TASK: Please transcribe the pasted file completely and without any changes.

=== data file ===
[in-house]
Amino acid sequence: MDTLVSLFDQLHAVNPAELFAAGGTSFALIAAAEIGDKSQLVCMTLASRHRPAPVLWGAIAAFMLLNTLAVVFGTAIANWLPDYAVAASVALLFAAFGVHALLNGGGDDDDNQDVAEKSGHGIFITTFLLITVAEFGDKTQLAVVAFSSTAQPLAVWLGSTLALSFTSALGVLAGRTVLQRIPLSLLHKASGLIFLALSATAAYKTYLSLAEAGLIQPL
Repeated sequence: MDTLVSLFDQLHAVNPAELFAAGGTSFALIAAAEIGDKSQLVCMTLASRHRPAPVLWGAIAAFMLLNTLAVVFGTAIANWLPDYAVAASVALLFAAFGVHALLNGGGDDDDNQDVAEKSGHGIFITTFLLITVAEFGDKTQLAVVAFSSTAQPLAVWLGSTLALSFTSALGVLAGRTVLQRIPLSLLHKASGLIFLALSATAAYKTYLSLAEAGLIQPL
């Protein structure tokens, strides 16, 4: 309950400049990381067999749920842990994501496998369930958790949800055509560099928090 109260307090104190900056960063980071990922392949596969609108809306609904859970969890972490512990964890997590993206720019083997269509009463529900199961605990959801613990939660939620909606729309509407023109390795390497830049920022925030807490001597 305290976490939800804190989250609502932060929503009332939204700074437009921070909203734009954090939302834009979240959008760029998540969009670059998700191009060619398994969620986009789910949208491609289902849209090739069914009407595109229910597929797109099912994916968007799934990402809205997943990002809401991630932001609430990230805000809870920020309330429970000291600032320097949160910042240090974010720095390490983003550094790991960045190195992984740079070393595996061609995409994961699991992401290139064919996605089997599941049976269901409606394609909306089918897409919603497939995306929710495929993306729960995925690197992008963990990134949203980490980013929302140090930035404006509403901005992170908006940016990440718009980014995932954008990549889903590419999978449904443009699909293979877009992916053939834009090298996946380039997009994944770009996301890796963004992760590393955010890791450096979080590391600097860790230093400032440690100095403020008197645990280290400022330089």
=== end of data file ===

[in-house]
Amino acid sequence: MDTLVSLFDQLHAVNPAELFAAGGTSFALIAAAEIGDKSQLVCMTLASRHRPAPVLWGAIAAFMLLNTLAVVFGTAIANWLPDYAVAASVALLFAAFGVHALLNGGGDDDDNQDVAEKSGHGIFITTFLLITVAEFGDKTQLAVVAFSSTAQPLAVWLGSTLALSFTSALGVLAGRTVLQRIPLSLLHKASGLIFLALSATAAYKTYLSLAEAGLIQPL
Repeated sequence: MDTLVSLFDQLHAVNPAELFAAGGTSFALIAAAEIGDKSQLVCMTLASRHRPAPVLWGAIAAFMLLNTLAVVFGTAIANWLPDYAVAASVALLFAAFGVHALLNGGGDDDDNQDVAEKSGHGIFITTFLLITVAEFGDKTQLAVVAFSSTAQPLAVWLGSTLALSFTSALGVLAGRTVLQRIPLSLLHKASGLIFLALSATAAYKTYLSLAEAGLIQPL
């Protein structure tokens, strides 16, 4: 309950400049990381067999749920842990994501496998369930958790949800055509560099928090 109260307090104190900056960063980071990922392949596969609108809306609904859970969890972490512990964890997590993206720019083997269509009463529900199961605990959801613990939660939620909606729309509407023109390795390497830049920022925030807490001597 305290976490939800804190989250609502932060929503009332939204700074437009921070909203734009954090939302834009979240959008760029998540969009670059998700191009060619398994969620986009789910949208491609289902849209090739069914009407595109229910597929797109099912994916968007799934990402809205997943990002809401991630932001609430990230805000809870920020309330429970000291600032320097949160910042240090974010720095390490983003550094790991960045190195992984740079070393595996061609995409994961699991992401290139064919996605089997599941049976269901409606394609909306089918897409919603497939995306929710495929993306729960995925690197992008963990990134949203980490980013929302140090930035404006509403901005992170908006940016990440718009980014995932954008990549889903590419999978449904443009699909293979877009992916053939834009090298996946380039997009994944770009996301890796963004992760590393955010890791450096979080590391600097860790230093400032440690100095403020008197645990280290400022330089």